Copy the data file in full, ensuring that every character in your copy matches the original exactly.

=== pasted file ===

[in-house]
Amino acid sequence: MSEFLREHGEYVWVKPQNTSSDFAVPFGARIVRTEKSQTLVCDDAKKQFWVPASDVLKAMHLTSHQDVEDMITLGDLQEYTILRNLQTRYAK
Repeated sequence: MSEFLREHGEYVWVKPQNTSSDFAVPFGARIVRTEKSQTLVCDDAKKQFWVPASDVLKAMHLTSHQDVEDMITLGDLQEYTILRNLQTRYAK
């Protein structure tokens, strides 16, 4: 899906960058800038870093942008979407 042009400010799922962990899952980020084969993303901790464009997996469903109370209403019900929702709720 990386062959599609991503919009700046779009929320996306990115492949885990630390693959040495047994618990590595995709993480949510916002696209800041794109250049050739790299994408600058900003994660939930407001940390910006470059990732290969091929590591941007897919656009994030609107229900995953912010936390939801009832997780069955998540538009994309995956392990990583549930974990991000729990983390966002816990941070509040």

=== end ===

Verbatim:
[in-house]
Amino acid sequence: MSEFLREHGEYVWVKPQNTSSDFAVPFGARIVRTEKSQTLVCDDAKKQFWVPASDVLKAMHLTSHQDVEDMITLGDLQEYTILRNLQTRYAK
Repeated sequence: MSEFLREHGEYVWVKPQNTSSDFAVPFGARIVRTEKSQTLVCDDAKKQFWVPASDVLKAMHLTSHQDVEDMITLGDLQEYTILRNLQTRYAK
């Protein structure tokens, strides 16, 4: 899906960058800038870093942008979407 042009400010799922962990899952980020084969993303901790464009997996469903109370209403019900929702709720 990386062959599609991503919009700046779009929320996306990115492949885990630390693959040495047994618990590595995709993480949510916002696209800041794109250049050739790299994408600058900003994660939930407001940390910006470059990732290969091929590591941007897919656009994030609107229900995953912010936390939801009832997780069955998540538009994309995956392990990583549930974990991000729990983390966002816990941070509040």